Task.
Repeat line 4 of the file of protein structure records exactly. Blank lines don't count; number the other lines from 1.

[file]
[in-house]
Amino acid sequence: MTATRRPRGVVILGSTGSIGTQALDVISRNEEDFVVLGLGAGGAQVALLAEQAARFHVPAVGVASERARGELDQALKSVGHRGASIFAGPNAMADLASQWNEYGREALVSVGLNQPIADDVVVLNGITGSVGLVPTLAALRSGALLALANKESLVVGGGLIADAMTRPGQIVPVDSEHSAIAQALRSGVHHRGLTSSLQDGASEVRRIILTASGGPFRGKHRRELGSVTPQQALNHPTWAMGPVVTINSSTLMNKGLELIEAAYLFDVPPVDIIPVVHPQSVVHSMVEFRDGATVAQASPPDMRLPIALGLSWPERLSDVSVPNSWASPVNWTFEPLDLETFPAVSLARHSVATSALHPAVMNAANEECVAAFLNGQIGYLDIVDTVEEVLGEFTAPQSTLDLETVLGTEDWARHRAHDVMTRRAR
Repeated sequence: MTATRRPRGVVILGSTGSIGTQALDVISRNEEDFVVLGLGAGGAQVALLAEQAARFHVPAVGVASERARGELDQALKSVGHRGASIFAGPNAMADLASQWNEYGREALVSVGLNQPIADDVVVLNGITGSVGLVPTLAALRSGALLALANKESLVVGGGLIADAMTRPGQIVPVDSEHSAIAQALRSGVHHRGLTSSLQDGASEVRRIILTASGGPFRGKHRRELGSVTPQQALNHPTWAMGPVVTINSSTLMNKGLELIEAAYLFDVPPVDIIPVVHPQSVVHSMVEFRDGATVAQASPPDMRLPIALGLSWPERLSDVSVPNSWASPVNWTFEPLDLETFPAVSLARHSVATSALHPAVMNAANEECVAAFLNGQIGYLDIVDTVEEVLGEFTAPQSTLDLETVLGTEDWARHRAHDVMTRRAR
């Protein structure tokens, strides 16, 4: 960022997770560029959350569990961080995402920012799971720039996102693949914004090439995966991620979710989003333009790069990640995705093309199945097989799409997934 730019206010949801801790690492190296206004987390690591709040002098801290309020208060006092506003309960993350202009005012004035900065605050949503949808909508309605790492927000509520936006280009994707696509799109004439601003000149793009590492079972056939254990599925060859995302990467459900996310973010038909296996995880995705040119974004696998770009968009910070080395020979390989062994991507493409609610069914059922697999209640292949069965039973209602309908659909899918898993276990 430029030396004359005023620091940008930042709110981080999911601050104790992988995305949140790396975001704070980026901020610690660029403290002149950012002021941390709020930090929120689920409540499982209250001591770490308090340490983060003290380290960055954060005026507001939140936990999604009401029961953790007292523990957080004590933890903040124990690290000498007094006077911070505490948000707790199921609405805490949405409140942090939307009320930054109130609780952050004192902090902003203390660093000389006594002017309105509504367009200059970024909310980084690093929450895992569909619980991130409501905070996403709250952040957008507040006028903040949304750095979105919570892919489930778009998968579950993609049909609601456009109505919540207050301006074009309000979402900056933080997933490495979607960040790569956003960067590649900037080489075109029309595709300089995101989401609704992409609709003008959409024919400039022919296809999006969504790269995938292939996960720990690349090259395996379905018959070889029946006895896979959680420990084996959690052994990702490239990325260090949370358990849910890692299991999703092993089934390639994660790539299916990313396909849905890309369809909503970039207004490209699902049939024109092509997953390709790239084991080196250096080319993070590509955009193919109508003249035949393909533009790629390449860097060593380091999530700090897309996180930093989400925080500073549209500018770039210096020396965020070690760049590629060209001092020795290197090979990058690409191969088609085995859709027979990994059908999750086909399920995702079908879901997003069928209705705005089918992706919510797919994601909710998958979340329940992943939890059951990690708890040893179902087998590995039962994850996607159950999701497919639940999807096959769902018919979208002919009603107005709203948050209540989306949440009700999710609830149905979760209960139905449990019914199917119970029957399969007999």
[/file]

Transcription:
């Protein structure tokens, strides 16, 4: 960022997770560029959350569990961080995402920012799971720039996102693949914004090439995966991620979710989003333009790069990640995705093309199945097989799409997934 730019206010949801801790690492190296206004987390690591709040002098801290309020208060006092506003309960993350202009005012004035900065605050949503949808909508309605790492927000509520936006280009994707696509799109004439601003000149793009590492079972056939254990599925060859995302990467459900996310973010038909296996995880995705040119974004696998770009968009910070080395020979390989062994991507493409609610069914059922697999209640292949069965039973209602309908659909899918898993276990 430029030396004359005023620091940008930042709110981080999911601050104790992988995305949140790396975001704070980026901020610690660029403290002149950012002021941390709020930090929120689920409540499982209250001591770490308090340490983060003290380290960055954060005026507001939140936990999604009401029961953790007292523990957080004590933890903040124990690290000498007094006077911070505490948000707790199921609405805490949405409140942090939307009320930054109130609780952050004192902090902003203390660093000389006594002017309105509504367009200059970024909310980084690093929450895992569909619980991130409501905070996403709250952040957008507040006028903040949304750095979105919570892919489930778009998968579950993609049909609601456009109505919540207050301006074009309000979402900056933080997933490495979607960040790569956003960067590649900037080489075109029309595709300089995101989401609704992409609709003008959409024919400039022919296809999006969504790269995938292939996960720990690349090259395996379905018959070889029946006895896979959680420990084996959690052994990702490239990325260090949370358990849910890692299991999703092993089934390639994660790539299916990313396909849905890309369809909503970039207004490209699902049939024109092509997953390709790239084991080196250096080319993070590509955009193919109508003249035949393909533009790629390449860097060593380091999530700090897309996180930093989400925080500073549209500018770039210096020396965020070690760049590629060209001092020795290197090979990058690409191969088609085995859709027979990994059908999750086909399920995702079908879901997003069928209705705005089918992706919510797919994601909710998958979340329940992943939890059951990690708890040893179902087998590995039962994850996607159950999701497919639940999807096959769902018919979208002919009603107005709203948050209540989306949440009700999710609830149905979760209960139905449990019914199917119970029957399969007999």